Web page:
This person has no real awareness of how small their list of acceptable foods is. It’s because it is hidden amidst all the other food they get for their family. For this person, food isn’t about nutrition, calories, or weight. It is about fear.
Eating the unknown produces severe anxiety. Anything in the past that has proven unsafe–in actuality or perception–is unthinkable. She only eats what she believes is safe. This provides relief.
The Obsessive Organic
Not only does this person obsess about eating organic, but they also need to convert everyone around them. Only knowing something is organic can prevent unwanted pesticides. Grilling the waiter about the contents of each course is required to ensure the purity of food. Watching online videos to learn more about organic food is a required ritual.
Only by focusing so much on food does it begin to bring relief. Food is not enjoyed or thought of as nutrition. It is a potential source of evil that must be strictly evaluated and screened to ensure its safety…and to provide relief.
The Ritual Eater
Food can be a battle for many. To cope, some people create very rigid rules regarding their meals. Where can she eat, when, and even how can food be consumed? A truce with food is never easy and must be tightly managed. This can manifest in taking an inordinate amount of time to prepare a simple meal. This person may require different foods to be served on different plates and not touch each other. Portions may need to be cut in a precise way, or prepared to exact requirements. If not, the meal may need to be started over, or perhaps halted if a process or procedure was done incorrectly.
By following the rules, this person feels safe about their food. In reality, they need to control this aspect of their life so they can feel safe in general.
Feast or Famine
During the two weeks of the in-law’s visit, this eater is the epitome of health. Leafy greens, lean meats, and no sugary drinks are the rules. When the in-laws leave, she reverts to eating her comfort food. She rallies for big occasions–family gatherings, opening day at the pool, the fundraising gala. But most other times, her eating is haphazard and undisciplined. Food is a battle that becomes harder and harder to win. If she is successful, her mood is bright. If she is not (as she more often is), she and those around her struggle. For her, it is feast or famine. And if she loses a battle, her relationship with food can become open warfare.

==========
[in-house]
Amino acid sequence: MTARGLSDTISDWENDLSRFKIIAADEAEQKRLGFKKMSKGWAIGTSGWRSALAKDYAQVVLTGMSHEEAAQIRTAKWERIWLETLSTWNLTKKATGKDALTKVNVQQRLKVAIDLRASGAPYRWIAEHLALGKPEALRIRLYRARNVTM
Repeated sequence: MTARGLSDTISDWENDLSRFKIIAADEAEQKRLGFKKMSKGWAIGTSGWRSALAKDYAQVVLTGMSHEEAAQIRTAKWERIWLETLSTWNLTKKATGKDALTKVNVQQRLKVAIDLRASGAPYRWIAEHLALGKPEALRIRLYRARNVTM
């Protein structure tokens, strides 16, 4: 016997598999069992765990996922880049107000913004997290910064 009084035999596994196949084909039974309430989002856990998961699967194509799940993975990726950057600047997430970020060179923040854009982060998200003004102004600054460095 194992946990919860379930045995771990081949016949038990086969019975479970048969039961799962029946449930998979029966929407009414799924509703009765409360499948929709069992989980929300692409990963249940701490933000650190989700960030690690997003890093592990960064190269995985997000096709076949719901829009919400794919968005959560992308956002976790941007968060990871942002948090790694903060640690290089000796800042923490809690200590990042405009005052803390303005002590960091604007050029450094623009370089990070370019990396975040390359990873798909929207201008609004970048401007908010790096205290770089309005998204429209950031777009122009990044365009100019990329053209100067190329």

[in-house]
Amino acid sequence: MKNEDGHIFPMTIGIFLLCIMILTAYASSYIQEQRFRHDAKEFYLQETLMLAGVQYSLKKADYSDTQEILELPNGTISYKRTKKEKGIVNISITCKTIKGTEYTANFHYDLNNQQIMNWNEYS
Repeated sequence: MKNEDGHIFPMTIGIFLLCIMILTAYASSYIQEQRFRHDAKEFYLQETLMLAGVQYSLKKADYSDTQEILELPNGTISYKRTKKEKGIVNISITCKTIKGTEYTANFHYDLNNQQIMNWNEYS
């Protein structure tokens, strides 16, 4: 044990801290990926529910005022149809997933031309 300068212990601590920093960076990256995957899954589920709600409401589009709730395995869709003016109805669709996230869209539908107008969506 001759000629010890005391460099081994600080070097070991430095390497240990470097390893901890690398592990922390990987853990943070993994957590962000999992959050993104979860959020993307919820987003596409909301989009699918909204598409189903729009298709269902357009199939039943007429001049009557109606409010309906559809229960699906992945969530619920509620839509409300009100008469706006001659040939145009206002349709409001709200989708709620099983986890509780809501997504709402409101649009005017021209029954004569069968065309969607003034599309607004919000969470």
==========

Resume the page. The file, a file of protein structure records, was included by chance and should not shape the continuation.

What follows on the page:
Do any of these disordered eating scenarios sound familiar? These are not anorexics, bulimics, or binge eaters. But their struggle can last a lifetime, and eat away at their self-worth and honesty with food. Each of these scenarios is treatable with a professional eating disorder treatment program. If you or a loved one struggle with scenarios similar to these, speak with a licensed eating disorder specialist. They can help you return to balance, honesty with your food, and enjoyment with nutrition.
Dr. Gregory Jantz is the founder of The Center • A Place of HOPE. For over 30 years, The Center has treated thousands with eating disorders and other mental health issues. Recognized as a Top 10 Center for the Treatment of Depression, The Center utilizes the whole person approach to care. Dr. Jantz is a leading voice and innovator in mental health utilizing a variety of therapies including nutrition, sleep therapy, spiritual counseling, and advanced DBT techniques. Dr. Jantz is a best-selling author of 39 books and has appeared on CBS, ABC, NBC, Fox, and CNN.